No more 'SHHHHH': School libraries are no longer silent and strict

Published: Nov. 7, 2016 at 6:57 AM CST
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With music, laughing and a whole lot of talking, the atmosphere in your child's school library is getting louder. And students? Well, they love it.

"I absolutely love to be in here cause we have activities, and we have music and I can just be in here with my friends. Basically, it's the best place in the whole school," said Hannah VanGorkom, a senior at Nixa High School.

Nixa is the latest school to embrace a more social environment in the library, encouraging talking, music, group work and socializing.

"Student friendly, kid friendly... places where the students wanted to migrate and stay," said Julie Huff, Nixa High School Librarian.

With more classrooms encouraging hands-on, collaborative group work, it only makes sense that the library embraces that kind of learning too.

"They can do everything from Modge Podge to, they can paint, they can listen to music, they can crochet, they can do Legos, puzzles [and] board games," Huff said.

One of the latest projects in the Nixa High School library is called a breakout box, which operates a lot like an escape room.

"The first time I saw a breakout box, it was for the Holocaust, and you had a card and it told you who you were and what camp you were in, and then you had to try to open up this box with all these clues," VanGorkom said. "It was like the coolest way to learn about a subject cause it was interactive, and I love hands-on work... and you don't get a lot of that in high school."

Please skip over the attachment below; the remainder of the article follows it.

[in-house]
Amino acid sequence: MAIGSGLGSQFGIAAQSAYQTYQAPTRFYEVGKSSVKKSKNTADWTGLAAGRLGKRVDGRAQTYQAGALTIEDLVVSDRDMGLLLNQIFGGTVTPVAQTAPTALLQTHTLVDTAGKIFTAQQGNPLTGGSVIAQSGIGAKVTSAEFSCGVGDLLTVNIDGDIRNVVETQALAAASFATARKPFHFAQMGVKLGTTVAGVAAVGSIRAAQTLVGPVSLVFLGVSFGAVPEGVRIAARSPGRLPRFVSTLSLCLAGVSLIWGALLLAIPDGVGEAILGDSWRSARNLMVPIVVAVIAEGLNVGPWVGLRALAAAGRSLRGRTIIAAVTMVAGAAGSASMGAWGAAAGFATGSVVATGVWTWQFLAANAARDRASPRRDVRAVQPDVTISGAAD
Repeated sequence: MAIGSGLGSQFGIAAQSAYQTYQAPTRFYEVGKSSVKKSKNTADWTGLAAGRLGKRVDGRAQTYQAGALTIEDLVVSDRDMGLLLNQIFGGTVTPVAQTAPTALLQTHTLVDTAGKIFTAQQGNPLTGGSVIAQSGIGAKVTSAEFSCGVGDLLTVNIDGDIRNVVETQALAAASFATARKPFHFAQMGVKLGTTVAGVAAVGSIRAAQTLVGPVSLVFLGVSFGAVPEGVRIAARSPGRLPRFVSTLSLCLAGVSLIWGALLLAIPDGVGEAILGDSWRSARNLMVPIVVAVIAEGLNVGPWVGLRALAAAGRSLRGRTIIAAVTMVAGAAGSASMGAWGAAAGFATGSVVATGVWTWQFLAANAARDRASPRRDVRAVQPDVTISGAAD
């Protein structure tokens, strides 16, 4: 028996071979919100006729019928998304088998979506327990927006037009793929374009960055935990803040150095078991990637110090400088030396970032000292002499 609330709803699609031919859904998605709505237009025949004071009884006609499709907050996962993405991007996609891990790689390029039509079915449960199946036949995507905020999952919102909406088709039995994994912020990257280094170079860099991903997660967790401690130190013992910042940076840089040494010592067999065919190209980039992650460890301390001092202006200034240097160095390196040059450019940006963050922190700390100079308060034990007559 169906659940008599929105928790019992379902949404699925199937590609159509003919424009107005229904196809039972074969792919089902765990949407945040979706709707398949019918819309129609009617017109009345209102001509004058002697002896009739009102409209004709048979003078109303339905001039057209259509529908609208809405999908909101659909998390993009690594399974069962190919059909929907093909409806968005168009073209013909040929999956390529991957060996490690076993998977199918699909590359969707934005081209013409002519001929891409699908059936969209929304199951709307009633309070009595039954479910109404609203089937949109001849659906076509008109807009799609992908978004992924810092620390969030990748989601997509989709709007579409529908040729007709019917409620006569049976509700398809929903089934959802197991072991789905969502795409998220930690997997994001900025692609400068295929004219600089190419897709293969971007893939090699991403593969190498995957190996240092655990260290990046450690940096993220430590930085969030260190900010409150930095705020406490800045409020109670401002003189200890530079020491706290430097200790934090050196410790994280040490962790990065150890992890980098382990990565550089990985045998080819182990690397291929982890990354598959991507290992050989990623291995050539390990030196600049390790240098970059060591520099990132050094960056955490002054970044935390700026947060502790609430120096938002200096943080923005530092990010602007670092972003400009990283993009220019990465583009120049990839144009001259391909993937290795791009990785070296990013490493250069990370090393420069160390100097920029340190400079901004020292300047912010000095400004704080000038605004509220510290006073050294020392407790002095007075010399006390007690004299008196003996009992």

VanGorkom is also part of a group of students who work in a writing group each day. The students read each other's essays to peer edit and practice giving presentations before they have to do it in front of an entire class. VanGorkom says it makes for an environment that feels more like college than high school, but it's a change that's only happened over the last couple of years.

"I remember my freshman year, the library was like really quiet, and I didn't want to be in here because I was afraid to make noise, and then this year, it's insane," she said.

But insane in the very best sense of the word. Without the pressure to follow the rules and be silent, students feel like they do a better job retaining what they're studying.

"It's a lot more laid back, I don't feel the pressure to memorize facts, you're learning something, you're learning how to apply it, and I find it's a lot easier to remember, and it's a lot more fun to learn," VanGorkom said.